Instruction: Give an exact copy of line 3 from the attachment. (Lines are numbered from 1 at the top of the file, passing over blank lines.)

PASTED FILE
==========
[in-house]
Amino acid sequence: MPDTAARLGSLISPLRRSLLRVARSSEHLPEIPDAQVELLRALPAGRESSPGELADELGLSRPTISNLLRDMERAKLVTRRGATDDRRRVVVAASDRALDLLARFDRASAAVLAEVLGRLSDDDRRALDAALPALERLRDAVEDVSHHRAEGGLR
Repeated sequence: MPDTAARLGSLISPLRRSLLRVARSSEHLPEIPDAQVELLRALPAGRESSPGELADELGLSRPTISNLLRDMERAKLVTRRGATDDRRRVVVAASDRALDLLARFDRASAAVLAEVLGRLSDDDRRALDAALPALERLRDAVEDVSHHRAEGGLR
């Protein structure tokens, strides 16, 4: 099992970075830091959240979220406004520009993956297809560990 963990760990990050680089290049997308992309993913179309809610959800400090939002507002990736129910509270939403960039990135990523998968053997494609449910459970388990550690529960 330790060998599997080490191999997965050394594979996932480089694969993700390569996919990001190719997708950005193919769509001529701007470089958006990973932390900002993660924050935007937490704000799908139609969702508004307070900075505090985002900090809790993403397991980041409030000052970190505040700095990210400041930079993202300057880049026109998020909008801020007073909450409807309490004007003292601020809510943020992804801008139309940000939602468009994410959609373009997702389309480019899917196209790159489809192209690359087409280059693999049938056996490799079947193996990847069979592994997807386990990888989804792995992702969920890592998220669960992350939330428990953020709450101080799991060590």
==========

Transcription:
Repeated sequence: MPDTAARLGSLISPLRRSLLRVARSSEHLPEIPDAQVELLRALPAGRESSPGELADELGLSRPTISNLLRDMERAKLVTRRGATDDRRRVVVAASDRALDLLARFDRASAAVLAEVLGRLSDDDRRALDAALPALERLRDAVEDVSHHRAEGGLR